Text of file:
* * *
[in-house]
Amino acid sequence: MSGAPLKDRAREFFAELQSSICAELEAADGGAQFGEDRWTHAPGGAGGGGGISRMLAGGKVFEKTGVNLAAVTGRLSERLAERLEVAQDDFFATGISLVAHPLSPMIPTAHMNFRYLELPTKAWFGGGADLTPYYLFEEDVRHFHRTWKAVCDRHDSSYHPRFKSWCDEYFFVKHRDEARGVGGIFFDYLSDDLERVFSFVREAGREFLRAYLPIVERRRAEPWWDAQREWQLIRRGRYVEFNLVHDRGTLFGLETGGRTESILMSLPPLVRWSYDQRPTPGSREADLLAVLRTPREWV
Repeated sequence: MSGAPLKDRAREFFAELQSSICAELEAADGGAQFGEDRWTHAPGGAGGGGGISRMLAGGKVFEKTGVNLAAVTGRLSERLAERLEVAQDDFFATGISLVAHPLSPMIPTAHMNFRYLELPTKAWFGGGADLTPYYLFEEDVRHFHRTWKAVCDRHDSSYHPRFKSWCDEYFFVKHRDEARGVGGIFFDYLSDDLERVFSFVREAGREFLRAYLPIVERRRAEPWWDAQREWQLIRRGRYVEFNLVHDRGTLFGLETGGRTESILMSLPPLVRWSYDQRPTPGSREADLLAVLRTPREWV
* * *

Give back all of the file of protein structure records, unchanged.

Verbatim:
[in-house]
Amino acid sequence: MSGAPLKDRAREFFAELQSSICAELEAADGGAQFGEDRWTHAPGGAGGGGGISRMLAGGKVFEKTGVNLAAVTGRLSERLAERLEVAQDDFFATGISLVAHPLSPMIPTAHMNFRYLELPTKAWFGGGADLTPYYLFEEDVRHFHRTWKAVCDRHDSSYHPRFKSWCDEYFFVKHRDEARGVGGIFFDYLSDDLERVFSFVREAGREFLRAYLPIVERRRAEPWWDAQREWQLIRRGRYVEFNLVHDRGTLFGLETGGRTESILMSLPPLVRWSYDQRPTPGSREADLLAVLRTPREWV
Repeated sequence: MSGAPLKDRAREFFAELQSSICAELEAADGGAQFGEDRWTHAPGGAGGGGGISRMLAGGKVFEKTGVNLAAVTGRLSERLAERLEVAQDDFFATGISLVAHPLSPMIPTAHMNFRYLELPTKAWFGGGADLTPYYLFEEDVRHFHRTWKAVCDRHDSSYHPRFKSWCDEYFFVKHRDEARGVGGIFFDYLSDDLERVFSFVREAGREFLRAYLPIVERRRAEPWWDAQREWQLIRRGRYVEFNLVHDRGTLFGLETGGRTESILMSLPPLVRWSYDQRPTPGSREADLLAVLRTPREWV